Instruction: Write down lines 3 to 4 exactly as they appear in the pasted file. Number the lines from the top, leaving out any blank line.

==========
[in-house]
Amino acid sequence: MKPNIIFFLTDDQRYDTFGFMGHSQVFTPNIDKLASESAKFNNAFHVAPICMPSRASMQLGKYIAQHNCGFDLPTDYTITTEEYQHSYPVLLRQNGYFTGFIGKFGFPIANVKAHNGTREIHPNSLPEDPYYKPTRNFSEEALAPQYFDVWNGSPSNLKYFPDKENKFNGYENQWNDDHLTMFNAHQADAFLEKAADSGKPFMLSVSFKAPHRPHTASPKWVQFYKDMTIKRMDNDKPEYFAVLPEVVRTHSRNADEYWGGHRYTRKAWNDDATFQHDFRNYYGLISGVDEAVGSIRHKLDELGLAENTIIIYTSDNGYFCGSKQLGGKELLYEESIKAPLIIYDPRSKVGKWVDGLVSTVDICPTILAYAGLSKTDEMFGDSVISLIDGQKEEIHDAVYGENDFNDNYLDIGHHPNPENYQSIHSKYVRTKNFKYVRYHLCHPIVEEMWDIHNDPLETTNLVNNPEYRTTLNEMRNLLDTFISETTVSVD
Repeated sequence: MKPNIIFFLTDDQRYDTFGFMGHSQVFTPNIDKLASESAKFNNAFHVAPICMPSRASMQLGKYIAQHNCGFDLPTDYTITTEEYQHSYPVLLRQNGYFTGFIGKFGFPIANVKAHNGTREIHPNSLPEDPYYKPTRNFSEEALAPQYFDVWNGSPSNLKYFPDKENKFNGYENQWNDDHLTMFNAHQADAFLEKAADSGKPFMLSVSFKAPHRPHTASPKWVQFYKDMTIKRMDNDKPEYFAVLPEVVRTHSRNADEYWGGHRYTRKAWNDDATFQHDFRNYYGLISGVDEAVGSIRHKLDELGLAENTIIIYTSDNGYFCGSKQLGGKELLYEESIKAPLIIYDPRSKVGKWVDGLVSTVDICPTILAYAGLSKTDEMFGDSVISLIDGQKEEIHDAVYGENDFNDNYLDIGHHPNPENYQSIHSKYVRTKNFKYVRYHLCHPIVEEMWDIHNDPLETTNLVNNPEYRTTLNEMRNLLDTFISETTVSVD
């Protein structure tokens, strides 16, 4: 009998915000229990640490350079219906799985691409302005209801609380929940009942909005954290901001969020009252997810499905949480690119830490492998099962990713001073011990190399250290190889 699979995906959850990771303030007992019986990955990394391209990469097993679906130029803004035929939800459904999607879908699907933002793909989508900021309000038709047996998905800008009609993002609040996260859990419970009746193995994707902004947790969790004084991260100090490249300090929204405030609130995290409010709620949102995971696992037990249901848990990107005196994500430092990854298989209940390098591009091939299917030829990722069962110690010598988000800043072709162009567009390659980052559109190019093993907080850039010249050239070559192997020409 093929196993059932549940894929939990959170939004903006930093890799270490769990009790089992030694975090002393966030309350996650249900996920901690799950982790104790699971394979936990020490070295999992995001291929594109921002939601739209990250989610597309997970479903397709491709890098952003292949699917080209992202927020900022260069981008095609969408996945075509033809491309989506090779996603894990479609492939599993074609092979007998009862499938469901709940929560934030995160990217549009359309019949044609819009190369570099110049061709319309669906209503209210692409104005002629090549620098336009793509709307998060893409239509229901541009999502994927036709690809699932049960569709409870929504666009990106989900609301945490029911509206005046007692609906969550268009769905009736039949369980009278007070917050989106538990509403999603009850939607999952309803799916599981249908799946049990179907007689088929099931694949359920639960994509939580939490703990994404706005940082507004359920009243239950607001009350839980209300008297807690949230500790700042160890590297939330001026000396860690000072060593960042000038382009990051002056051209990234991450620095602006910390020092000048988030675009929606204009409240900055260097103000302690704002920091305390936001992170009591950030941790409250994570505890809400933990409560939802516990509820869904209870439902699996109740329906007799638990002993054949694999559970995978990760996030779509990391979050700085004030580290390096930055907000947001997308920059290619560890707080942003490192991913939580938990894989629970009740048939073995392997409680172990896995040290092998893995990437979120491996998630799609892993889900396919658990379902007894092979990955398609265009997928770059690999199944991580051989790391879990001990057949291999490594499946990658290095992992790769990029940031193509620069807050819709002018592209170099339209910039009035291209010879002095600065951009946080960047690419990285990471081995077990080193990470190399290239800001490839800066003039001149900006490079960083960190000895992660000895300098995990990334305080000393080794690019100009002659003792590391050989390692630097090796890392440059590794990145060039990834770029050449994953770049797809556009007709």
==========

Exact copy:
Repeated sequence: MKPNIIFFLTDDQRYDTFGFMGHSQVFTPNIDKLASESAKFNNAFHVAPICMPSRASMQLGKYIAQHNCGFDLPTDYTITTEEYQHSYPVLLRQNGYFTGFIGKFGFPIANVKAHNGTREIHPNSLPEDPYYKPTRNFSEEALAPQYFDVWNGSPSNLKYFPDKENKFNGYENQWNDDHLTMFNAHQADAFLEKAADSGKPFMLSVSFKAPHRPHTASPKWVQFYKDMTIKRMDNDKPEYFAVLPEVVRTHSRNADEYWGGHRYTRKAWNDDATFQHDFRNYYGLISGVDEAVGSIRHKLDELGLAENTIIIYTSDNGYFCGSKQLGGKELLYEESIKAPLIIYDPRSKVGKWVDGLVSTVDICPTILAYAGLSKTDEMFGDSVISLIDGQKEEIHDAVYGENDFNDNYLDIGHHPNPENYQSIHSKYVRTKNFKYVRYHLCHPIVEEMWDIHNDPLETTNLVNNPEYRTTLNEMRNLLDTFISETTVSVD
């Protein structure tokens, strides 16, 4: 009998915000229990640490350079219906799985691409302005209801609380929940009942909005954290901001969020009252997810499905949480690119830490492998099962990713001073011990190399250290190889 699979995906959850990771303030007992019986990955990394391209990469097993679906130029803004035929939800459904999607879908699907933002793909989508900021309000038709047996998905800008009609993002609040996260859990419970009746193995994707902004947790969790004084991260100090490249300090929204405030609130995290409010709620949102995971696992037990249901848990990107005196994500430092990854298989209940390098591009091939299917030829990722069962110690010598988000800043072709162009567009390659980052559109190019093993907080850039010249050239070559192997020409 093929196993059932549940894929939990959170939004903006930093890799270490769990009790089992030694975090002393966030309350996650249900996920901690799950982790104790699971394979936990020490070295999992995001291929594109921002939601739209990250989610597309997970479903397709491709890098952003292949699917080209992202927020900022260069981008095609969408996945075509033809491309989506090779996603894990479609492939599993074609092979007998009862499938469901709940929560934030995160990217549009359309019949044609819009190369570099110049061709319309669906209503209210692409104005002629090549620098336009793509709307998060893409239509229901541009999502994927036709690809699932049960569709409870929504666009990106989900609301945490029911509206005046007692609906969550268009769905009736039949369980009278007070917050989106538990509403999603009850939607999952309803799916599981249908799946049990179907007689088929099931694949359920639960994509939580939490703990994404706005940082507004359920009243239950607001009350839980209300008297807690949230500790700042160890590297939330001026000396860690000072060593960042000038382009990051002056051209990234991450620095602006910390020092000048988030675009929606204009409240900055260097103000302690704002920091305390936001992170009591950030941790409250994570505890809400933990409560939802516990509820869904209870439902699996109740329906007799638990002993054949694999559970995978990760996030779509990391979050700085004030580290390096930055907000947001997308920059290619560890707080942003490192991913939580938990894989629970009740048939073995392997409680172990896995040290092998893995990437979120491996998630799609892993889900396919658990379902007894092979990955398609265009997928770059690999199944991580051989790391879990001990057949291999490594499946990658290095992992790769990029940031193509620069807050819709002018592209170099339209910039009035291209010879002095600065951009946080960047690419990285990471081995077990080193990470190399290239800001490839800066003039001149900006490079960083960190000895992660000895300098995990990334305080000393080794690019100009002659003792590391050989390692630097090796890392440059590794990145060039990834770029050449994953770049797809556009007709």